7.We saw the draft Memorandum of Appeal drawn for the applicant by his lawyers Omoiti & Partners, Advocates, where 11 grounds of appeal are set out. It is intended to be argued on appeal, for instance, that the Judge erred in law and fact in faulting the Chairman of the 2nd respondent in the way he had treated the 1st respondent; that the Judge erred in law and fact in finding that the 1st respondent was denied an opportunity to address the 2nd respondent; and that the Judge erred in appreciating the proceedings that had been conducted by the 2nd respondent. We find, upon evaluation, that these are arguable grounds on appeal and, as we have seen, an applicant may raise a single arguable point as there is no requirement to show a multiplicity of arguable points.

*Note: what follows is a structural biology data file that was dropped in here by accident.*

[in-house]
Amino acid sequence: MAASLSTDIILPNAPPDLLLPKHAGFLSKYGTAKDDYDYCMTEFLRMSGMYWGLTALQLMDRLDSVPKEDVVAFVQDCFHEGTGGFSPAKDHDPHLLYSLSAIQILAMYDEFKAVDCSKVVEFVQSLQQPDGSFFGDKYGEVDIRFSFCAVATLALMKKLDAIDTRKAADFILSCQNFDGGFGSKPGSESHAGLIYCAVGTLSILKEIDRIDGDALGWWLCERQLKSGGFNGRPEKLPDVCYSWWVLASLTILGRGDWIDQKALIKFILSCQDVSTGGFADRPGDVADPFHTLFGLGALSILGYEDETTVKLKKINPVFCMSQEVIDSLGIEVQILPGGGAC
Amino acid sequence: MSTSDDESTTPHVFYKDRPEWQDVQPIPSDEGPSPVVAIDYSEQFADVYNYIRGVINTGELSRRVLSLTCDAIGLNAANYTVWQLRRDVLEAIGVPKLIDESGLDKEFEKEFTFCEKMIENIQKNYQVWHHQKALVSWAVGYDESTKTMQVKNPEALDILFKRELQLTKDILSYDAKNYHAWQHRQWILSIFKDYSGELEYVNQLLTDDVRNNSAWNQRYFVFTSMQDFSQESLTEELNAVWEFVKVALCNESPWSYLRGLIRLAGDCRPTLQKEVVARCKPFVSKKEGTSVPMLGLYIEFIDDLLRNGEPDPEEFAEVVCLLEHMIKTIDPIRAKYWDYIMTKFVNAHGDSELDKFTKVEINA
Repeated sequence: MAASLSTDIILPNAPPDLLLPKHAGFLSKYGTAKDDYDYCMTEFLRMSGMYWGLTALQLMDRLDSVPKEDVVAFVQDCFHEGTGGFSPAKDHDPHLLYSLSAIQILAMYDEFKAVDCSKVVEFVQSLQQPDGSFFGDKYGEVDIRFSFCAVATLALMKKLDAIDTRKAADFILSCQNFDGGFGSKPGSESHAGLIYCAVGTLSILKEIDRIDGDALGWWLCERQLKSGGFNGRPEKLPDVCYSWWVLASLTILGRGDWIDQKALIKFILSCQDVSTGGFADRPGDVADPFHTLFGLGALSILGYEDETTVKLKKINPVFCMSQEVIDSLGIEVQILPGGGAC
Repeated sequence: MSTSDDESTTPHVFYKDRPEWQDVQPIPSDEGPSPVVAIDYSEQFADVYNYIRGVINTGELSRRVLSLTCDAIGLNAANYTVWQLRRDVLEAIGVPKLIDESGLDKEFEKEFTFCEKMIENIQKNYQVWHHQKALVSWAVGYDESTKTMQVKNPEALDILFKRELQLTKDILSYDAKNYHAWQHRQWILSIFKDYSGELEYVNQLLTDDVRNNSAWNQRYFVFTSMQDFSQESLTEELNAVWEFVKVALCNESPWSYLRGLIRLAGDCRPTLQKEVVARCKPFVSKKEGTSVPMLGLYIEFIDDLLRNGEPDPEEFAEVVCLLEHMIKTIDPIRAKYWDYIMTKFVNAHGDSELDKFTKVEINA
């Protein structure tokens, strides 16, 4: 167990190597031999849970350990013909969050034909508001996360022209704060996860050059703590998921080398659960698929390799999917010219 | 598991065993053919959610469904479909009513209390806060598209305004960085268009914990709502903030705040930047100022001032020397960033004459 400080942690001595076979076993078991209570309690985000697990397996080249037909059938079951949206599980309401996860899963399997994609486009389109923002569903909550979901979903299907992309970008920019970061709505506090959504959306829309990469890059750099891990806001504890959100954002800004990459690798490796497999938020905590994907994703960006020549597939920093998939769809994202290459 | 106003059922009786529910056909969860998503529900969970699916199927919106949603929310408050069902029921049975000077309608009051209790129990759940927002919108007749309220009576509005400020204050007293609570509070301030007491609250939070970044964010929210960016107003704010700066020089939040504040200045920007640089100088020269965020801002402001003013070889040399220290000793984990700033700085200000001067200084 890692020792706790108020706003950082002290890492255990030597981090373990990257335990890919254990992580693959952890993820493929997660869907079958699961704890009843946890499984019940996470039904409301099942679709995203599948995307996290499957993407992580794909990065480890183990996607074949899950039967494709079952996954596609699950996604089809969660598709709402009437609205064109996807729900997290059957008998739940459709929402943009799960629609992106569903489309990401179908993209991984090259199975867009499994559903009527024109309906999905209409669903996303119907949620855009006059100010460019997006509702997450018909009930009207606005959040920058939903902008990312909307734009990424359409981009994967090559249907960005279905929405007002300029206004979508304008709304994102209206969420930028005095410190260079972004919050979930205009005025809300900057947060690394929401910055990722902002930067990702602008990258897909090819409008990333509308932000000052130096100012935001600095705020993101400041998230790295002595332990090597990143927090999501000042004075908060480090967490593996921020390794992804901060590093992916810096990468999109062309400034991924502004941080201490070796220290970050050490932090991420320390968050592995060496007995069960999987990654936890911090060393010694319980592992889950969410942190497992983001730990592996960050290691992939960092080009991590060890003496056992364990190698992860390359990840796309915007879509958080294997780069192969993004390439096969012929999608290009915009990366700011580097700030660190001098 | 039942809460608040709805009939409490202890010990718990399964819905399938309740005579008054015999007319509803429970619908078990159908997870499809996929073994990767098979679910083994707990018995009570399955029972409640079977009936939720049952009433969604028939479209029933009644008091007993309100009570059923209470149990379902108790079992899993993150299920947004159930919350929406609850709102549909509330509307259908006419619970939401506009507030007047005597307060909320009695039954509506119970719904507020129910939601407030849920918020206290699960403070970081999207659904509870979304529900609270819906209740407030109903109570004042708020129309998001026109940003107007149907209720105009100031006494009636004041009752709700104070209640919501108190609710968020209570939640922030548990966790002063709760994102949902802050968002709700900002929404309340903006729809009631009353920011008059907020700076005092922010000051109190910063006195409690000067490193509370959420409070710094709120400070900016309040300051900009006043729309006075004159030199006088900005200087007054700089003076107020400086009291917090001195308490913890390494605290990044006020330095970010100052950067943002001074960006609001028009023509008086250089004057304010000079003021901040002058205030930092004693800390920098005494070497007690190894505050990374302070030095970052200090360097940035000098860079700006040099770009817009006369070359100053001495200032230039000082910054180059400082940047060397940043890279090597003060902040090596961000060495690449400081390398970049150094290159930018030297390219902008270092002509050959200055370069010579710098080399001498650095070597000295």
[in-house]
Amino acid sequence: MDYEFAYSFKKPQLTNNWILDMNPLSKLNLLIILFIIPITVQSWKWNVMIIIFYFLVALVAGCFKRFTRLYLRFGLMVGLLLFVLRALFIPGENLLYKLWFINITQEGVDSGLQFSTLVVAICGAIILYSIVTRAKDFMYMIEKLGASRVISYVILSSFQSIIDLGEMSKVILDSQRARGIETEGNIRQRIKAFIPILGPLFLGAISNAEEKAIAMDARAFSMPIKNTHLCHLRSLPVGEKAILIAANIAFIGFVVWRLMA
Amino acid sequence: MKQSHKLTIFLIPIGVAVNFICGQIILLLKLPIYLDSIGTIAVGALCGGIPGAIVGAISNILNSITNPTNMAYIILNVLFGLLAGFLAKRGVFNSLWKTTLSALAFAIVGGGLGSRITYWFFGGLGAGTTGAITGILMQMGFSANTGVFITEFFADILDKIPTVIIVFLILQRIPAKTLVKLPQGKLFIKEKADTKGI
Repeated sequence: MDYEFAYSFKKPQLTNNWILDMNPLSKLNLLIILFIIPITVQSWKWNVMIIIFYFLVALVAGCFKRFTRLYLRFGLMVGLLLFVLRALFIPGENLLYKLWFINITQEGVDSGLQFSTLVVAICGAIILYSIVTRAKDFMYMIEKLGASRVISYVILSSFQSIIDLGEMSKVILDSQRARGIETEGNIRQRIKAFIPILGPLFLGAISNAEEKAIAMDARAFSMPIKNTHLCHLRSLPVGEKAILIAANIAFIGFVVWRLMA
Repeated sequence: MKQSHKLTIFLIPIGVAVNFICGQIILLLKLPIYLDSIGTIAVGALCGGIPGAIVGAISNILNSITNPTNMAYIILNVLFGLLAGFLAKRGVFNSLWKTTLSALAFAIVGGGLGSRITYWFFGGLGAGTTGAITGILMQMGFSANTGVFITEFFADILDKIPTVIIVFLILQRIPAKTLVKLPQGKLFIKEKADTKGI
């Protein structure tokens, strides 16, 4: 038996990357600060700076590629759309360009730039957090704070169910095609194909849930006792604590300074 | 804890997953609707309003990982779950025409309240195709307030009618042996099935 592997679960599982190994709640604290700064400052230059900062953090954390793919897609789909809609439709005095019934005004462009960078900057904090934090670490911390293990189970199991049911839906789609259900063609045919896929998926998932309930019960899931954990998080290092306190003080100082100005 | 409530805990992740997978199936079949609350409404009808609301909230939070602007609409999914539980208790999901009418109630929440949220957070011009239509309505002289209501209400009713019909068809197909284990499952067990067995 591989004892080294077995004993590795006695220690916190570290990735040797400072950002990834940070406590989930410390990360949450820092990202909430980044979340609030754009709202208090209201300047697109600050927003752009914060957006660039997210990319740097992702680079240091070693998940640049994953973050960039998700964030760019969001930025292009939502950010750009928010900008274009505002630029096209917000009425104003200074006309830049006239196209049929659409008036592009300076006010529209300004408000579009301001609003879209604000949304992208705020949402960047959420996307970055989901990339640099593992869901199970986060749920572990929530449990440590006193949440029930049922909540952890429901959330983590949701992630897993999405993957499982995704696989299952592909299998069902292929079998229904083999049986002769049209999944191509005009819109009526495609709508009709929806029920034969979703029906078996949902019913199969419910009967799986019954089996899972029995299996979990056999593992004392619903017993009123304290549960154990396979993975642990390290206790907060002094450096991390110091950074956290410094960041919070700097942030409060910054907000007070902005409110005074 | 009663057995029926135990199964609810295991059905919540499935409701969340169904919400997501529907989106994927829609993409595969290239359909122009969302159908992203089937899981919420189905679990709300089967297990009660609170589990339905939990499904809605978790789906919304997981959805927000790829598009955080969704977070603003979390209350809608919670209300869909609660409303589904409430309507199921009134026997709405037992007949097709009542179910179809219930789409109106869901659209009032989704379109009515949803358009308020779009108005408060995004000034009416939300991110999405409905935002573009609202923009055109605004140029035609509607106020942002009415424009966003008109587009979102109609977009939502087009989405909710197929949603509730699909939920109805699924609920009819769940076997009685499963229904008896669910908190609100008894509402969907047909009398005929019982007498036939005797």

8.What about the nugatory aspect which an applicant, to succeed, must also show?
.9The applicant did not establish before the High Court or before us that he is a registered voter in Rongo constituency, or that he was or intended to contest as a candidate for the seat of Member of National Assembly for the said constituency. He has not shown which right is likely to be breached. We are of the respectful opinion that, in the circumstances, the applicant did not satisfy the second limb of an application of this nature that the appeal would be rendered nugatory if we did not allow the application for stay.
10.These are the reasons why we declined the Motion in the decision rendered on 29th July, 2022.